Turkey is more than just the second strongest NATO member besides the USA. It is one of the world’s largest crude hubs. With three pipelines running through the country and the Turkish straits made up of the Dardanelles, the Sea of Marmara, and the Bosphorus, millions of barrels of oil transverse Turkey daily.
To get an idea about the effect of the failed coup had on oil prices, crude futures rose 1.5 percent on Friday as the news of the coup became public. Oil prices have settled back down to $44 a barrel from $46 on the July 18th, but the continued counter-purge and growing friction between Erdogan and the other NATO members now cements and ongoing risk for oil shipping.
As of today, shipping has remained normal, but this can change quickly depending on how the events unfold.
“Any uncertainty in that region almost invariably results in an increase in oil prices, particularly given the interaction between what goes on in Turkey with Syria,” Craig Pirrong, director of the Global Energy Management Institute at the University of Houston’s Bauer College of Business, said Friday in a phone interview with GCaptain. “Analysts will be looking for whether there’s a “spillover to the major oil producers,” Pirrong continued.
Ceyhan is Key
Ceyhan, a city of 157 thousand in Southern Turkey is the terminus for three oil pipelines that run through Turkey. It is also the destination point to and from the Turkish Straits for oil tankers. Although the unrest seems to be dying down, any future turmoil in Turkey or the border region with Syria has the potential of affecting this point. If Erdogan goes after the Kurds in southern Turkey and Northern Syria, Ceyhan becomes the prime target of Kurdish counter attacks.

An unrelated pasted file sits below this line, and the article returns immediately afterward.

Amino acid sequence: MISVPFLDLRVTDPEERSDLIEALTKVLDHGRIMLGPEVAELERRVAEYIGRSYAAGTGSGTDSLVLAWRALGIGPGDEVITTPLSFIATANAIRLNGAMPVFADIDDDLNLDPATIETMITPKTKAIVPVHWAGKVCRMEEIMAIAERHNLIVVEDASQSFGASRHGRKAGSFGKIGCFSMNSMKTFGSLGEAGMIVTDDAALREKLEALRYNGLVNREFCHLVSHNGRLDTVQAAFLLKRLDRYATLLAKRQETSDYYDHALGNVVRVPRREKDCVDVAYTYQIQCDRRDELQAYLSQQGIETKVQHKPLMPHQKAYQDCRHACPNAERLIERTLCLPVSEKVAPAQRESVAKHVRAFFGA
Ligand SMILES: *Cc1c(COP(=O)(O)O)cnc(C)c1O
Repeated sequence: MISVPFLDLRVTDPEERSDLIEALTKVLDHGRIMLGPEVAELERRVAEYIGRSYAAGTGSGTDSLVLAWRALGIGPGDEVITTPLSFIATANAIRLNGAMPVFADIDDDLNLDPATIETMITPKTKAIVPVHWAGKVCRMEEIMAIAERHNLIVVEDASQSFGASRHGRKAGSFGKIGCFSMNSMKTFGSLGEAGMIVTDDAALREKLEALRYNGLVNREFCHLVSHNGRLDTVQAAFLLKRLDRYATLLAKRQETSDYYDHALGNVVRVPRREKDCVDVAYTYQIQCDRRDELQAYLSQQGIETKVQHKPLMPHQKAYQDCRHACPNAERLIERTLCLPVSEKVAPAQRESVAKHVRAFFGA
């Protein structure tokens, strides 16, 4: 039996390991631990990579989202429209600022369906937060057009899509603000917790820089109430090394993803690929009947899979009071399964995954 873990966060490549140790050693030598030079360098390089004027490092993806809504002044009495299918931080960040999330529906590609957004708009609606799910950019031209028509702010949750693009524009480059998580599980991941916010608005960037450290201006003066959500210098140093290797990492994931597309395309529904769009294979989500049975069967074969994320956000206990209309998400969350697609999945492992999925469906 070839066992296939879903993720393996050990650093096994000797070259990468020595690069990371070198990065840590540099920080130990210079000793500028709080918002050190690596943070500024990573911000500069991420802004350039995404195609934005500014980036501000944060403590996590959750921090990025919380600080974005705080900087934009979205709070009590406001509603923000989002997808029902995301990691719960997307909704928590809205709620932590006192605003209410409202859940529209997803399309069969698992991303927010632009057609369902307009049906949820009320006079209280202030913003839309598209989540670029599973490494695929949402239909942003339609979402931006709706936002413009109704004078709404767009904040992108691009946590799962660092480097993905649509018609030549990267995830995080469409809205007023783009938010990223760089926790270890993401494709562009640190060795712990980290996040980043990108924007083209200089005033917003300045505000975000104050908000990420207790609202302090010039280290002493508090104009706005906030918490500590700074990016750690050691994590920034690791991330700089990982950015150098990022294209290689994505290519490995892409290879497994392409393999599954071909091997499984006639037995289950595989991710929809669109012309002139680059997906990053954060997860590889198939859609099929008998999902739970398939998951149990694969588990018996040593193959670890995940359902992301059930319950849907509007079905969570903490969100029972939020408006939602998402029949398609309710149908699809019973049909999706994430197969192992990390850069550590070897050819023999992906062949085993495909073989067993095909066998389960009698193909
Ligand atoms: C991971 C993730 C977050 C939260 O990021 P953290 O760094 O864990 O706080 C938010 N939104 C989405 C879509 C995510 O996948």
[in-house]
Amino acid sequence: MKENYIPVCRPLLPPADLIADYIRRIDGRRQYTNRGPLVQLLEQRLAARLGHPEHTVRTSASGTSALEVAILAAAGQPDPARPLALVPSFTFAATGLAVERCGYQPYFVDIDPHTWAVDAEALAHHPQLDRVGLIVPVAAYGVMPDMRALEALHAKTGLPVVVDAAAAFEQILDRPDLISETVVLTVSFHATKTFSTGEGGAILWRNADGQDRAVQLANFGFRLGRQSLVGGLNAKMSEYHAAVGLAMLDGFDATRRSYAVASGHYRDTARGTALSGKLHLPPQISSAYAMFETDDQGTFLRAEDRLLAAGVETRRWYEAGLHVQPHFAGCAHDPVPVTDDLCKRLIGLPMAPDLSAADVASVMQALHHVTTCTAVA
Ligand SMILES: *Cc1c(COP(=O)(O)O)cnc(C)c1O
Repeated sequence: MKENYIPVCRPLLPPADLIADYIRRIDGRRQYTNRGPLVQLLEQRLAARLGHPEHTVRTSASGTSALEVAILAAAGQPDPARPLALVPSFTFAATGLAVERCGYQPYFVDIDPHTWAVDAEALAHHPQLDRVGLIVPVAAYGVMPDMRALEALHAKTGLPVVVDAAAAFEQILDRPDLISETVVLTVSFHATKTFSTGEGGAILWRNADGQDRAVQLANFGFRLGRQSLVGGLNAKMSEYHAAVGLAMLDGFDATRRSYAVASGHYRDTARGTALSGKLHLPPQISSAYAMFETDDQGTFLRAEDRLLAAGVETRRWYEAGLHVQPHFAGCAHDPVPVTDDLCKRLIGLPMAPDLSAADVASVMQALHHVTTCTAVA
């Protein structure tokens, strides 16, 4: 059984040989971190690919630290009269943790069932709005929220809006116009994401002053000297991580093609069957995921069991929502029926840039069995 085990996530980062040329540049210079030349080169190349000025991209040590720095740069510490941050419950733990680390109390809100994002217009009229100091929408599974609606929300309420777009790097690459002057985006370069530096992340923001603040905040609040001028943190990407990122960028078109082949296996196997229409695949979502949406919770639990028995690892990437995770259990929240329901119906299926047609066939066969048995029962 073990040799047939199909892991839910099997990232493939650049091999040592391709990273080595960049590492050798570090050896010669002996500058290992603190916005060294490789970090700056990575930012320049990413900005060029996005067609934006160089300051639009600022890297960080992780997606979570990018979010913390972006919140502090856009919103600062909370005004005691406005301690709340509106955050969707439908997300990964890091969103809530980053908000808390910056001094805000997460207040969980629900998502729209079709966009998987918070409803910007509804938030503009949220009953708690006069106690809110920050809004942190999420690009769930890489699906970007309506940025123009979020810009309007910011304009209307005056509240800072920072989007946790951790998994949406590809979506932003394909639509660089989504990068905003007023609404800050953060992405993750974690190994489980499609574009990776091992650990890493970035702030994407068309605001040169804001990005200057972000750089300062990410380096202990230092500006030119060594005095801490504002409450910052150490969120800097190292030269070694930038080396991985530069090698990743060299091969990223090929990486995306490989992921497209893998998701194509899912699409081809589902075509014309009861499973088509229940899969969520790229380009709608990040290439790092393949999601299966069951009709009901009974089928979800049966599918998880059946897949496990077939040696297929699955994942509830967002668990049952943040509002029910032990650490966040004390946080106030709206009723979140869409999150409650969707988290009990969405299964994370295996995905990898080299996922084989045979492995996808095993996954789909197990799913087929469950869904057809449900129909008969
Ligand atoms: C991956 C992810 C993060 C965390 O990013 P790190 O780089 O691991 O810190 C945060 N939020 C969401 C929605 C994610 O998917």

However, there is one thing that protects Ceyhan from potential Kurdish retaliatory attacks, and that is it too is being used by the Kurds of Iraq to ship their oil out below the radar by way of the Kirkuk-Ceyhan pipeline. One of the biggest recipients of Kurdish oil is none other than Israel, which is why Israel’s interest in renewed diplomatic relations with Turkey has become key to ensuring Kurdish oil flows to Israel.
The Ceyhan-Iran Connection
Israel has gone out of its way to empower and build overt and covert relationships with regional players in order to block Iran’s drive westward. The Kurds have always been a moderating and strong force in northern Iraq and have helped with degrading ISIS as well as helping to block Iran.
Another regional partner of Israel is Azerbaijan. The country is both a nemesis of Iran and sits on the strategic Caspian sea. The Baku–Tbilisi–Ceyhan pipeline stretches 1,768 kilometres (1,099 mi) bringing oil from Azeri–Chirag–Gunashli in the Caspian sea to shipping routes in the Mediterranean Sea. The oil field produces 710,000 barrels a day. Although it is lower than its peak of 810,000 daily barrels it is still vital for Azerbaijan.
Israel has a strategic interest in making sure Ceyhan is untouched and the free flow of oil from both of its allies reach their destination.